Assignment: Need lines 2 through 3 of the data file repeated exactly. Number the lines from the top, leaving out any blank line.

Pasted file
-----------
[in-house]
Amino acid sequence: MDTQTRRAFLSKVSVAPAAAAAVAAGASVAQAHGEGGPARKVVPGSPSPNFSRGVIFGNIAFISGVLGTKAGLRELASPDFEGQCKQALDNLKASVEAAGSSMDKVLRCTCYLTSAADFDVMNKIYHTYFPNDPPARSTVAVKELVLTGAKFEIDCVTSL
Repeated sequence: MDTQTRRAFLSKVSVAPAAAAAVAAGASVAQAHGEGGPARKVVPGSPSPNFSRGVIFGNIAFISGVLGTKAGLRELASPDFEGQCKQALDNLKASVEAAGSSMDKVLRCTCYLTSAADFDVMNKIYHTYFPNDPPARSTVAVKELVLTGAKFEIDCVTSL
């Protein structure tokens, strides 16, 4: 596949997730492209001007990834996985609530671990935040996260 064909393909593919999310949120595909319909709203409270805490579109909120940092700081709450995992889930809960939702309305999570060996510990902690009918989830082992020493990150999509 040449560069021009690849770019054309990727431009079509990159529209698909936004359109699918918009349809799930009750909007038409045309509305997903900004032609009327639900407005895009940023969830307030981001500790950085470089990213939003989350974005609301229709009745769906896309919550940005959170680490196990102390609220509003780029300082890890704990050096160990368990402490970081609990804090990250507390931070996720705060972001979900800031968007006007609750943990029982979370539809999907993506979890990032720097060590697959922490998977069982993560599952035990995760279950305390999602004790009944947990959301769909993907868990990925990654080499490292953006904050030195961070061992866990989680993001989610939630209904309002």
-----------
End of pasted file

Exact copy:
Amino acid sequence: MDTQTRRAFLSKVSVAPAAAAAVAAGASVAQAHGEGGPARKVVPGSPSPNFSRGVIFGNIAFISGVLGTKAGLRELASPDFEGQCKQALDNLKASVEAAGSSMDKVLRCTCYLTSAADFDVMNKIYHTYFPNDPPARSTVAVKELVLTGAKFEIDCVTSL
Repeated sequence: MDTQTRRAFLSKVSVAPAAAAAVAAGASVAQAHGEGGPARKVVPGSPSPNFSRGVIFGNIAFISGVLGTKAGLRELASPDFEGQCKQALDNLKASVEAAGSSMDKVLRCTCYLTSAADFDVMNKIYHTYFPNDPPARSTVAVKELVLTGAKFEIDCVTSL